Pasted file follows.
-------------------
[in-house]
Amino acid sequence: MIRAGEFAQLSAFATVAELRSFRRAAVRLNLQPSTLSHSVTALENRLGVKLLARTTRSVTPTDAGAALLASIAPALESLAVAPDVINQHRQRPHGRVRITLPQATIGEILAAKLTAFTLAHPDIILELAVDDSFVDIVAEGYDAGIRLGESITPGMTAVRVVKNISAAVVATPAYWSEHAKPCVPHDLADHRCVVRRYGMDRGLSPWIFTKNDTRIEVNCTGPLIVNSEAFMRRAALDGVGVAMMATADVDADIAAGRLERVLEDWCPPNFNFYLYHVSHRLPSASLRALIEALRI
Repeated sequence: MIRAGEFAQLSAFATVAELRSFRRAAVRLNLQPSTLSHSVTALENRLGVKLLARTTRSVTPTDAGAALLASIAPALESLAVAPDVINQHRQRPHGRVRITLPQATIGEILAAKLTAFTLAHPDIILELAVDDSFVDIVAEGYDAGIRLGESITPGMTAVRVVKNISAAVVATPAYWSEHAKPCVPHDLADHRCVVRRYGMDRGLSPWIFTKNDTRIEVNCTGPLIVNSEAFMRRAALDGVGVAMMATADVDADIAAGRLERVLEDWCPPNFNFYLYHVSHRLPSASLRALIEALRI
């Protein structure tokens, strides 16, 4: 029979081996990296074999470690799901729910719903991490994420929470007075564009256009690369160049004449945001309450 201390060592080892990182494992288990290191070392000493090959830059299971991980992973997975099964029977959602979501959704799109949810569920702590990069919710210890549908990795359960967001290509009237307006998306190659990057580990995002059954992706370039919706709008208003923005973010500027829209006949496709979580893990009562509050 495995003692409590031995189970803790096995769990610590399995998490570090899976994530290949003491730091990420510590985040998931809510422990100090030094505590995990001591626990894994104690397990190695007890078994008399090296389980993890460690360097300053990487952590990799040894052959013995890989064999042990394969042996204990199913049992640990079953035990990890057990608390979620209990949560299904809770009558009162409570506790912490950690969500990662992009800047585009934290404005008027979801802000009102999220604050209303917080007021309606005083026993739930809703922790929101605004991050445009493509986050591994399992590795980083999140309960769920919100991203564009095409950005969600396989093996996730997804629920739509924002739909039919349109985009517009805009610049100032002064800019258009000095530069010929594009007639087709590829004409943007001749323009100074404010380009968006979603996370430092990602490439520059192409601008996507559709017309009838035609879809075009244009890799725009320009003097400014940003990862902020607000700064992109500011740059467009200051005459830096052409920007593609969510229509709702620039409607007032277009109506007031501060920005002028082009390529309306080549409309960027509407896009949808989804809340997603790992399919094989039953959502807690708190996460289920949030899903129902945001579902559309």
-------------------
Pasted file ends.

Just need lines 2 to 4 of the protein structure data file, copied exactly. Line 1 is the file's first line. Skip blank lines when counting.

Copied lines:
Amino acid sequence: MIRAGEFAQLSAFATVAELRSFRRAAVRLNLQPSTLSHSVTALENRLGVKLLARTTRSVTPTDAGAALLASIAPALESLAVAPDVINQHRQRPHGRVRITLPQATIGEILAAKLTAFTLAHPDIILELAVDDSFVDIVAEGYDAGIRLGESITPGMTAVRVVKNISAAVVATPAYWSEHAKPCVPHDLADHRCVVRRYGMDRGLSPWIFTKNDTRIEVNCTGPLIVNSEAFMRRAALDGVGVAMMATADVDADIAAGRLERVLEDWCPPNFNFYLYHVSHRLPSASLRALIEALRI
Repeated sequence: MIRAGEFAQLSAFATVAELRSFRRAAVRLNLQPSTLSHSVTALENRLGVKLLARTTRSVTPTDAGAALLASIAPALESLAVAPDVINQHRQRPHGRVRITLPQATIGEILAAKLTAFTLAHPDIILELAVDDSFVDIVAEGYDAGIRLGESITPGMTAVRVVKNISAAVVATPAYWSEHAKPCVPHDLADHRCVVRRYGMDRGLSPWIFTKNDTRIEVNCTGPLIVNSEAFMRRAALDGVGVAMMATADVDADIAAGRLERVLEDWCPPNFNFYLYHVSHRLPSASLRALIEALRI
């Protein structure tokens, strides 16, 4: 029979081996990296074999470690799901729910719903991490994420929470007075564009256009690369160049004449945001309450 201390060592080892990182494992288990290191070392000493090959830059299971991980992973997975099964029977959602979501959704799109949810569920702590990069919710210890549908990795359960967001290509009237307006998306190659990057580990995002059954992706370039919706709008208003923005973010500027829209006949496709979580893990009562509050 495995003692409590031995189970803790096995769990610590399995998490570090899976994530290949003491730091990420510590985040998931809510422990100090030094505590995990001591626990894994104690397990190695007890078994008399090296389980993890460690360097300053990487952590990799040894052959013995890989064999042990394969042996204990199913049992640990079953035990990890057990608390979620209990949560299904809770009558009162409570506790912490950690969500990662992009800047585009934290404005008027979801802000009102999220604050209303917080007021309606005083026993739930809703922790929101605004991050445009493509986050591994399992590795980083999140309960769920919100991203564009095409950005969600396989093996996730997804629920739509924002739909039919349109985009517009805009610049100032002064800019258009000095530069010929594009007639087709590829004409943007001749323009100074404010380009968006979603996370430092990602490439520059192409601008996507559709017309009838035609879809075009244009890799725009320009003097400014940003990862902020607000700064992109500011740059467009200051005459830096052409920007593609969510229509709702620039409607007032277009109506007031501060920005002028082009390529309306080549409309960027509407896009949808989804809340997603790992399919094989039953959502807690708190996460289920949030899903129902945001579902559309």